Substance Abuse and The Military

Substance Abuse and The Military

Military Culture
Military personnel and those in the armed forces face unique pressures and stress that can have serious implications for their health. Many men and women often enter this cultural group at a relatively young age and may face significant personal and emotional changes as a result. To overcome some of the social anxieties and pressures, military personnel often engage in harmful drinking or other substance abuse patterns as a way to deal with stress, boredom and loneliness.

When a soldier is in active service, they may be exposed to high stress and traumatic events that can trigger coping mechanisms which lead to drug or alcohol abuse. Injuries, both physical and psychological, can also occur during active service which can lead to abuse of prescription medications such as pain killers. Depression and post traumatic stress disorder are commonly reported mental health concerns that soldiers are often at high risk of developing after they return from service.

Alcohol Abuse
Drinking to excess and binge drinking is commonplace in the military and there are many ritualized drinking games and sessions that occur. Individuals who enter this environment are often under pressure to conform to these cultural norms and may engage in dangerous drinking patterns to fit in. Statistics show that young military men between 18 and 25 years of age heavily drink at levels that are greater than their civilian peers.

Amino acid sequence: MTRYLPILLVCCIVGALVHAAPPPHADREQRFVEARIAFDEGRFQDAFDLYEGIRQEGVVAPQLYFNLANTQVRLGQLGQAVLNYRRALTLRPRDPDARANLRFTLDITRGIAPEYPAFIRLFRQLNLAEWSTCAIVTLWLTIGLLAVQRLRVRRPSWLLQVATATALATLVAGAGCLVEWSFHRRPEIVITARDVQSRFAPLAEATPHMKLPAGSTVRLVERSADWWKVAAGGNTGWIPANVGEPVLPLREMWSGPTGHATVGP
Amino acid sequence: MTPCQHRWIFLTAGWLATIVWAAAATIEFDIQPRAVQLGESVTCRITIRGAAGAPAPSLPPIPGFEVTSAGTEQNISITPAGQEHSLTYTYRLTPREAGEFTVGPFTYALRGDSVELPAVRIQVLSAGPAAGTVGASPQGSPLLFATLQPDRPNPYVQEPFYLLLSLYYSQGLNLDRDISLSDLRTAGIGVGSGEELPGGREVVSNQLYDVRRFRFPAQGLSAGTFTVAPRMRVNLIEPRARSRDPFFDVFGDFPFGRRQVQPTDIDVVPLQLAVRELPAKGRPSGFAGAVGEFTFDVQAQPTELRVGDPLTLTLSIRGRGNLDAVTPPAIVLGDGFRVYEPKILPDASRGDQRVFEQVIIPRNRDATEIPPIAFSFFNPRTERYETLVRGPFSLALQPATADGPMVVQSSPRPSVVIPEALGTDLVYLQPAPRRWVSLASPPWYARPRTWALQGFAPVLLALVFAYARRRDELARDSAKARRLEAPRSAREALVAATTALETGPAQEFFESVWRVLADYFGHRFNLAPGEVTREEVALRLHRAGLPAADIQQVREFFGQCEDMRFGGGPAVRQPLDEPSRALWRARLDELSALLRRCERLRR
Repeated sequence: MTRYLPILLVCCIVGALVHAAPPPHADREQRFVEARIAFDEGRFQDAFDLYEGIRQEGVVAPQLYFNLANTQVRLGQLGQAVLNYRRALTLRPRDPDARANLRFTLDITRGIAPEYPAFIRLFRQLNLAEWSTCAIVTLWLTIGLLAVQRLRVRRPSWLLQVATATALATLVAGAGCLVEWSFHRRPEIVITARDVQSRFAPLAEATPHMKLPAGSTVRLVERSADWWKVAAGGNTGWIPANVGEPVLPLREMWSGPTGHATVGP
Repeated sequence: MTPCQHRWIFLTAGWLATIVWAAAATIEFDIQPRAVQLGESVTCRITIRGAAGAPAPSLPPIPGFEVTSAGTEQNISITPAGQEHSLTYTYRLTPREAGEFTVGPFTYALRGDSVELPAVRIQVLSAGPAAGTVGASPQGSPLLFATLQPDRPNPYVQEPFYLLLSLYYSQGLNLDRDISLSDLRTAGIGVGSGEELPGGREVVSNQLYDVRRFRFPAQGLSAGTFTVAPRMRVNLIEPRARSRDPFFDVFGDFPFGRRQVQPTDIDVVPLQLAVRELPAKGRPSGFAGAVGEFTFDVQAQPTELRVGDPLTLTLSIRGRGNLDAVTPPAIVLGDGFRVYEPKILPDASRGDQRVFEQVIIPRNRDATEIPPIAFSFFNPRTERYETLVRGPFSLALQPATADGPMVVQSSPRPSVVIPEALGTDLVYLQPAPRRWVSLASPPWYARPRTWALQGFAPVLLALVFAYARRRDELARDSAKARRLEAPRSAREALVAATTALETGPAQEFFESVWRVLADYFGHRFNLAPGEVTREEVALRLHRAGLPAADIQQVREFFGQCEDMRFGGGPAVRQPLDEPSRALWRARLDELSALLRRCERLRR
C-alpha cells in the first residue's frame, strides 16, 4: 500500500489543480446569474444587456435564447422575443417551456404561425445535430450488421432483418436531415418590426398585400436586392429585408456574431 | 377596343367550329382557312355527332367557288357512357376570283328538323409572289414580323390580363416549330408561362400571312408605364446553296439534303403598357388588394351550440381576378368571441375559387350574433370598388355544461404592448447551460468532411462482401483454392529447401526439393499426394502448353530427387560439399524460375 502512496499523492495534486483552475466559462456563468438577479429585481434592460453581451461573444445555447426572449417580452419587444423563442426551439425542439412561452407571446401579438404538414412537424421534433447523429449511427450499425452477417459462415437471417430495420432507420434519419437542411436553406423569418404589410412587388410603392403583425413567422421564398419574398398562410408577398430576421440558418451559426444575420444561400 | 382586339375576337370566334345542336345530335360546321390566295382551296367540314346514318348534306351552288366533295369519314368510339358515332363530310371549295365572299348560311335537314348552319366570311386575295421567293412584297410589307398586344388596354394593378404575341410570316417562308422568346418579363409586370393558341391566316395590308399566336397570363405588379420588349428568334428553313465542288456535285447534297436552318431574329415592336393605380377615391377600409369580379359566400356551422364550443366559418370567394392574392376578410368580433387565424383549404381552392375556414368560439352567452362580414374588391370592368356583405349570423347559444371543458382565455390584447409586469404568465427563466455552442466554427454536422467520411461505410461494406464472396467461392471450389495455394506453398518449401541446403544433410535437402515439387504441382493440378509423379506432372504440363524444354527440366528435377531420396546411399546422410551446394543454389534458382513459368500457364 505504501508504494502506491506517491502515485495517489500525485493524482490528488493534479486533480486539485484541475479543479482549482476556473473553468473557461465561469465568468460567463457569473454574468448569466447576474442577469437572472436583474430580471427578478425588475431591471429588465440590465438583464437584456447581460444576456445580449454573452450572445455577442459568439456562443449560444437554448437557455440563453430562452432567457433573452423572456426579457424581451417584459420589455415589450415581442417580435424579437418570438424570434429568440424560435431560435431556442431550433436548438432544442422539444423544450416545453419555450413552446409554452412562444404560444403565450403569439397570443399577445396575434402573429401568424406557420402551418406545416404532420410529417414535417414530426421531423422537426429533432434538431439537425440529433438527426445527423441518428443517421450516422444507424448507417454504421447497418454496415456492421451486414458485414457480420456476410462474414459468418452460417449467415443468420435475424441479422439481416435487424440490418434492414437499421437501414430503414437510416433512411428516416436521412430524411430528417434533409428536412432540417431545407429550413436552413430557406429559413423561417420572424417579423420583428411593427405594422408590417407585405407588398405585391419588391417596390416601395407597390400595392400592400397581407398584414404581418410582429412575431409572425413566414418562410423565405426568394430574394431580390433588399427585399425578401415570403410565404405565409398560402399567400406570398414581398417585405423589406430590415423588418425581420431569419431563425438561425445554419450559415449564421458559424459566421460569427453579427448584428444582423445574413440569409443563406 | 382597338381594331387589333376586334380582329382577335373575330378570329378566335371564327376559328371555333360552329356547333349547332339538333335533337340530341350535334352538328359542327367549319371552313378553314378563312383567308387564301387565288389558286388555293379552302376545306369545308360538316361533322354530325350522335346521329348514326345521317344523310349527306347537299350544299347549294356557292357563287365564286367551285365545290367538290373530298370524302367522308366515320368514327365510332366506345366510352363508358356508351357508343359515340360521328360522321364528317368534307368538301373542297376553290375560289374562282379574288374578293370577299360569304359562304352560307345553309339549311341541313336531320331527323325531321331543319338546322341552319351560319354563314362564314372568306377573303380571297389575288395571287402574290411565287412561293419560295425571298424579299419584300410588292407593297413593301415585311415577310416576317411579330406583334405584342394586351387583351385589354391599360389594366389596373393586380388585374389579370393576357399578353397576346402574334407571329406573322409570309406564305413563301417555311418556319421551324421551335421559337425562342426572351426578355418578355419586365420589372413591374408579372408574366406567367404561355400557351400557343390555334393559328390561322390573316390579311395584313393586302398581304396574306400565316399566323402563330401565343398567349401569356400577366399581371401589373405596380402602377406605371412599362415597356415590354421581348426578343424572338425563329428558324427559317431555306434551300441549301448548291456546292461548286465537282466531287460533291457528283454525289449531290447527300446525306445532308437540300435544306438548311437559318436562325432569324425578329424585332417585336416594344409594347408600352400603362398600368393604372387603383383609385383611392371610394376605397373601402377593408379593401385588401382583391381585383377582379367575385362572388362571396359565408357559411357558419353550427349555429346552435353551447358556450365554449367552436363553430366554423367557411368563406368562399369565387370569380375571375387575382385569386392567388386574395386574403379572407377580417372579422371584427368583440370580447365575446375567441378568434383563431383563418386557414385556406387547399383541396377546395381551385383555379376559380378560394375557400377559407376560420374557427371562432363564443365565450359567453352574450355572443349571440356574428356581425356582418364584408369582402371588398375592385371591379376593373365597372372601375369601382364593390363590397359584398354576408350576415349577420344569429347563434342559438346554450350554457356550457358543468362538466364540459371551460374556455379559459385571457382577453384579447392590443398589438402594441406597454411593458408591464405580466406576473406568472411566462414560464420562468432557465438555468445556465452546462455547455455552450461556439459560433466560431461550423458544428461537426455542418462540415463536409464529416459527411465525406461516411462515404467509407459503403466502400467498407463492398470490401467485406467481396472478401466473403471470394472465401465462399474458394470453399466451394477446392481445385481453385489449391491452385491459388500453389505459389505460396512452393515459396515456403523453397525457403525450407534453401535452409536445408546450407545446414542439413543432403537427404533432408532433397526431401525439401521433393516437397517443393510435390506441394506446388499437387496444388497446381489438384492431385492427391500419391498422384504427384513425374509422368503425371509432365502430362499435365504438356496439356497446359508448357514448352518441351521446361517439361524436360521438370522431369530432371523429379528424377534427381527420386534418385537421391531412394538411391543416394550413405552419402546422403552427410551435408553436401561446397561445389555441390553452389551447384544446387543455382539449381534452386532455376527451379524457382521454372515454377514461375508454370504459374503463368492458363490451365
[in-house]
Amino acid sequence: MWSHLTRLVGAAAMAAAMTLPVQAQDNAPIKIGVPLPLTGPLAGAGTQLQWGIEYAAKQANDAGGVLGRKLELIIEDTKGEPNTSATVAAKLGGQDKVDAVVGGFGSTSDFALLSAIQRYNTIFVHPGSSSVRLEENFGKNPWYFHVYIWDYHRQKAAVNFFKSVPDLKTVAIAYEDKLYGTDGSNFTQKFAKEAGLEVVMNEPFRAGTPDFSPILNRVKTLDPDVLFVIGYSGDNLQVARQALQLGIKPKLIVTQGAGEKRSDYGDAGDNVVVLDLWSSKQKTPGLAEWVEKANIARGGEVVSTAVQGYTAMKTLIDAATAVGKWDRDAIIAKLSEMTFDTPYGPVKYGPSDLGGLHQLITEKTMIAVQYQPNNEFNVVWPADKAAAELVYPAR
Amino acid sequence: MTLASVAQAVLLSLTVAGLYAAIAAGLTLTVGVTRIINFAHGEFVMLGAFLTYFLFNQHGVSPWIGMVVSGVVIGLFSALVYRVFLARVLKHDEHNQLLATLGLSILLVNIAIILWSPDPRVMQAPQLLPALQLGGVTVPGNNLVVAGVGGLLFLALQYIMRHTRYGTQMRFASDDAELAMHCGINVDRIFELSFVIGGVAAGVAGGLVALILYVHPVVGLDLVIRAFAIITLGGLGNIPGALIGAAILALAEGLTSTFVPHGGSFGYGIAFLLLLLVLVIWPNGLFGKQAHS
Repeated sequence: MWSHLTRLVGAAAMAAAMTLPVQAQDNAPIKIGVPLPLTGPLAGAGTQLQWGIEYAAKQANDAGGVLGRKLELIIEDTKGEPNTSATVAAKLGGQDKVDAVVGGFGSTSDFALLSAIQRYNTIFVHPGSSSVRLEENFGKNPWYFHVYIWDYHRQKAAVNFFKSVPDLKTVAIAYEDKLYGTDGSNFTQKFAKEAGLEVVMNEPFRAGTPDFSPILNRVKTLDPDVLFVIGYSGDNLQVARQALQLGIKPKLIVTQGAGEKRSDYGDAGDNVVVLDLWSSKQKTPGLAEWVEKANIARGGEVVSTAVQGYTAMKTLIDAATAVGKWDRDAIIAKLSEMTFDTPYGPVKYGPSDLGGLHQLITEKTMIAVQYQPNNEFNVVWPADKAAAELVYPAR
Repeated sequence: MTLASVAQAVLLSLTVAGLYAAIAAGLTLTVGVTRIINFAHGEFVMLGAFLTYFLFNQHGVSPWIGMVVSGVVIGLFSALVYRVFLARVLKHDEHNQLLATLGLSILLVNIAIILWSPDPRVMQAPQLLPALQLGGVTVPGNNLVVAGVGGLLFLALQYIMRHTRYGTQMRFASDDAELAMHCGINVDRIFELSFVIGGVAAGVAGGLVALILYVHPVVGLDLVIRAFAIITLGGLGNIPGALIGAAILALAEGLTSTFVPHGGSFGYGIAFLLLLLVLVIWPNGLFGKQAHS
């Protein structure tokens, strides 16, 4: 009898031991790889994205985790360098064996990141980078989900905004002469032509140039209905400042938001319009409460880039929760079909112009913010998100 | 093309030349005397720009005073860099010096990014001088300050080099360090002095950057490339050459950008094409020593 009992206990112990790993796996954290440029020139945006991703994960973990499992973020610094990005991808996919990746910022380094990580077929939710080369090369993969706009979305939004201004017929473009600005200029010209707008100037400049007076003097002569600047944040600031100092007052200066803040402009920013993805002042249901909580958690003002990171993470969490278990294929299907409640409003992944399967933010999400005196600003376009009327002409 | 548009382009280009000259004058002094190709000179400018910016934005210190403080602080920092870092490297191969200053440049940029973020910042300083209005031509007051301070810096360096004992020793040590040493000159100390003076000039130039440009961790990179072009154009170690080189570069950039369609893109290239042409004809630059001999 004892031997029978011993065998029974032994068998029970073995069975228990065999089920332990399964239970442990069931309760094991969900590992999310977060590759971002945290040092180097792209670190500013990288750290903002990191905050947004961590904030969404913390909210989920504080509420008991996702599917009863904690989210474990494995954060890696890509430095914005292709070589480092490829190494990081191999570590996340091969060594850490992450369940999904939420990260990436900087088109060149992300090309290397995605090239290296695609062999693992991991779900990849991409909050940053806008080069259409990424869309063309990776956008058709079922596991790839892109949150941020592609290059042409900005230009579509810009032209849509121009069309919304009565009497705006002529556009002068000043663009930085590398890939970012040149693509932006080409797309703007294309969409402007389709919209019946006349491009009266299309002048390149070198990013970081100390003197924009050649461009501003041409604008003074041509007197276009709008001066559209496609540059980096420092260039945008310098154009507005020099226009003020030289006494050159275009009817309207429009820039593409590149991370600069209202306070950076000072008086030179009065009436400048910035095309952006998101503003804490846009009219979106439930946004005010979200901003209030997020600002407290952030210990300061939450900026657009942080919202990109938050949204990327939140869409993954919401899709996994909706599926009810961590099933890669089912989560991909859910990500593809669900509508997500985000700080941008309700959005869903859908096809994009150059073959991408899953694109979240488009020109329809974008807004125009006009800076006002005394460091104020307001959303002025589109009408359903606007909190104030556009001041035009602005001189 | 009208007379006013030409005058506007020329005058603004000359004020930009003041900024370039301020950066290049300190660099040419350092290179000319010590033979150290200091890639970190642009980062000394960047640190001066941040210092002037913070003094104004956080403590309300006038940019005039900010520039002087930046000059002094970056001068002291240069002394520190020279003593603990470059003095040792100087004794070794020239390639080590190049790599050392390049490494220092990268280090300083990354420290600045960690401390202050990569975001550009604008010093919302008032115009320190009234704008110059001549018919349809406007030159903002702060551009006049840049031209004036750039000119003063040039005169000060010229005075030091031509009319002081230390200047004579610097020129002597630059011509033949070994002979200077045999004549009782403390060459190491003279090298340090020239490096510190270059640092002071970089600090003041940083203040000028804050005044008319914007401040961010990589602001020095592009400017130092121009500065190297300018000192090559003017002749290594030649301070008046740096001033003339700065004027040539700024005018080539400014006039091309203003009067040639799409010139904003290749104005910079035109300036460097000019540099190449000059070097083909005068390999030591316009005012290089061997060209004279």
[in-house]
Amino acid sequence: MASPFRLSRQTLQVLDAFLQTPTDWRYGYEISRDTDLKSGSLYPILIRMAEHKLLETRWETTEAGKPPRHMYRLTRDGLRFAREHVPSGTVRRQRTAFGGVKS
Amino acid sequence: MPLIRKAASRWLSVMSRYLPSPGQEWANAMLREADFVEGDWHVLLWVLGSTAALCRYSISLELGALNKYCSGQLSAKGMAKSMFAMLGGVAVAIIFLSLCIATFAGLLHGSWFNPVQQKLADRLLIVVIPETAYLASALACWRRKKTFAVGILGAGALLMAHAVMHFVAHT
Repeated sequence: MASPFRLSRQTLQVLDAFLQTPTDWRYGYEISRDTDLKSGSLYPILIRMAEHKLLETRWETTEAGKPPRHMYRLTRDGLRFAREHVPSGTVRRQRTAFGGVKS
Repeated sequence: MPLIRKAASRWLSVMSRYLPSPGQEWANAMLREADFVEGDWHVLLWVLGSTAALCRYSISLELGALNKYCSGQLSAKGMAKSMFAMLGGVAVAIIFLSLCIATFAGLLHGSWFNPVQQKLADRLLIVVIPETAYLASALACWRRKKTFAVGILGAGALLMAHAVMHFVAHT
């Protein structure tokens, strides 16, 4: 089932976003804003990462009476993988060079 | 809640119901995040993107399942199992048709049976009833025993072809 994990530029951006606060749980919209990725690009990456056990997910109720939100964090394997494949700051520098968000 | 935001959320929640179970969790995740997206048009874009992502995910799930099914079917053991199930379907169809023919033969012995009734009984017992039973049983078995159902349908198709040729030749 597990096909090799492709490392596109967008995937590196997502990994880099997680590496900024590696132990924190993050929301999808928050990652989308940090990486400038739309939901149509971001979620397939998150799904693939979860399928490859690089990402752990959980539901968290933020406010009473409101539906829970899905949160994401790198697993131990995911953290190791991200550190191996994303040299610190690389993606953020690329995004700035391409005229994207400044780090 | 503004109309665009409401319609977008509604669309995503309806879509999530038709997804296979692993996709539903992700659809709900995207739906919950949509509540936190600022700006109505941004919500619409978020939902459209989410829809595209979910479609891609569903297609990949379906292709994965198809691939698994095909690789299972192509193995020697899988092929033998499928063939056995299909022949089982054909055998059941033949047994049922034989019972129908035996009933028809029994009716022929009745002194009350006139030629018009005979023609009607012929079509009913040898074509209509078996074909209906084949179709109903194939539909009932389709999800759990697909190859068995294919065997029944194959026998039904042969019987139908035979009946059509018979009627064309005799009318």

Alcohol is often used by returned soldiers and those within the service to forget painful memories associated with their service. It is also used to overcome intense anxieties by those who are in active service and may have difficulties in getting motivation to engage in fighting. This presents many serious issues as this impulsivity or decrease of inhibitions can lead to an increase in risk taking. Soldiers who are on active duty may drive vehicles, use weapons recklessly or expose peers to dangerous situations if they are affected by alcohol. This can have disastrous consequences.

Opiate Dependence
One of the more troubling developments is the rise in levels of opiate dependency among military personnel and veterans. This problem is a serious effect of trauma and injury soldiers face as part of their service.

Many individuals are injured seriously in the line of duty and these injuries may need to be treated with strong opiate painkillers such as oxycodone or morphine. These medications are very effective analgesics however they do pose serious risk of addiction and dependence. Many young people who may be prescribed these drugs for a legitimate condition. However, tolerance to the pain-relieving effects occurs quickly. It is when a person takes their prescription into their own hands and begins to increase their dose that dependency occurs and an addiction can easily set in.

As many soldiers in the armed forces from the US and UK have been sent to Afghanistan, there is some concern that an addiction to opiates may have started. Afghanistan is the largest producer of illicit opium which is used to make the street drug, heroin. It is possible that some armed forces personnel may begin taking the drug as a way to cope with the traumatic life of an active soldier in the region.